Skip To Main Content

Prepared to Change the World Through Medicine

Rishi Gabbita '21 is ready to change the world. The young alumnus was recently accepted into University of Cincinnati's highly competitive dual Bachelor of Science/ Medical Doctorate program. He is researching how to prevent chronic traumatic encephalopathy (CTE), and he has secured a provisional patent for a smart pill bottle device to prevent opioid abuse.  

"Rishi sees things differently than his peers or most people his age because he finds rewards in work itself. He values the grit in others, and it is probably because he too possesses that grit inside of him...although he isn’t always aware of it," said Chuck McGivern, college counselor.  

Seeing things differently is precisely why Rishi wants to go into medicine.  

"I love medicine. I love that it is a confluence between learning about science, interacting with people, and making a difference in people's lives," said Gabbita. 

The program Rishi's been admitted to, called Connections, is a mix of undergraduate and medical school coursework and is early admittance into UC's medical school. After graduating with a bachelor's degree in medical sciences, Rishi will be directly admitted into UC’s medical school the following semester.  

"I was born and raised in Cincinnati. I've been here my whole life. I love everything about it. So, I think the opportunity to stay in Cincinnati and be able to impact the community that has raised me for my entire life is an extraordinary thing," said Gabbita. "During my time at Country Day, I was as involved as possible. It is essential for the current students to do the same. Whether in organized sports or the classroom, get involved and make connections." 

During his six years at Country Day, Rishi was captain of the Science Olympiad team, started his substantive research on CTE, played competitive squash, and always contributed in class. Only a year after graduating, Rishi already recognizes Country Day's impact on his life.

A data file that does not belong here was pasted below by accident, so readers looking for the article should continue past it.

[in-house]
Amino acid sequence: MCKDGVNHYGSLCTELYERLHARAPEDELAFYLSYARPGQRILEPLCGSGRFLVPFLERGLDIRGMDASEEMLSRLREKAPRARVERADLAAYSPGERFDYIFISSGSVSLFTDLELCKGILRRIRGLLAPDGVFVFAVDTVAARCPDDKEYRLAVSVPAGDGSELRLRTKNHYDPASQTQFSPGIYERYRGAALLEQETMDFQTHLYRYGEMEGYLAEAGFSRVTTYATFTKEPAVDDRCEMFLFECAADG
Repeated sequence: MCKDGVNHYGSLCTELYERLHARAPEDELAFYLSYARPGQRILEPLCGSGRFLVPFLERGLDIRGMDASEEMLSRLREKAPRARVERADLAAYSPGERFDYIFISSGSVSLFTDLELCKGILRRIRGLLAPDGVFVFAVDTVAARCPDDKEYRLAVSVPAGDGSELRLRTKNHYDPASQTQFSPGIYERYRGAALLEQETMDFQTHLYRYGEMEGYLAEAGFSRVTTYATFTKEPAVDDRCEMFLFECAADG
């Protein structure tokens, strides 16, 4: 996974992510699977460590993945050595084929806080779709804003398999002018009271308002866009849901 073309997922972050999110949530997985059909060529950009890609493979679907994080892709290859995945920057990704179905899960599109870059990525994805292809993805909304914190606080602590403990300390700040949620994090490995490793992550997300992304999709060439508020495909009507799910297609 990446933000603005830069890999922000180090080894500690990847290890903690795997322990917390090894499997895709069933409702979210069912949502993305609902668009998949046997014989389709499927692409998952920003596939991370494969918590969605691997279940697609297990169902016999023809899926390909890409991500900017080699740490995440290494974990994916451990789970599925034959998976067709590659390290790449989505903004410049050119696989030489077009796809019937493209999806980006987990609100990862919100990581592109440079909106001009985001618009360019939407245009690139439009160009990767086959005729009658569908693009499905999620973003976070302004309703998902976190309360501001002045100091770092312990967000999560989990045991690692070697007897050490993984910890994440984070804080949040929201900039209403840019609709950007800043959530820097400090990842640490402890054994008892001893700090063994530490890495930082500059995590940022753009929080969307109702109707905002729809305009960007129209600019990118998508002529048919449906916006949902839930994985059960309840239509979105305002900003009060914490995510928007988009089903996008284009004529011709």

"In terms of adjusting to my college classes, it was very seamless. I learned a lot of soft skills at Country Day that have helped me succeed so much already," said Gabbita. "Like the skills that you don't necessarily learn in a classroom, but by being around certain people and being able to interact with professors and adults. The skills I learned through the curriculum and independent environment allowed me to take steps to succeed. When I was preparing for my interview for the Connections program, I was able to lean on those skills, and that preparedness is a huge reason I got in."  

In the future, Rishi plans to continue his work with CTE and make an impact in the world.  

"I hope I'll be able to use my knowledge from undergrad and med school to make a more widespread impact on medicine," said Gabbita. "With the way our world is going towards rapid innovation and rapid change, change is inevitable. So, if you can be the one to make that change, then I think it's a very worthwhile pursuit. I hope to be one of the people who can make a positive change."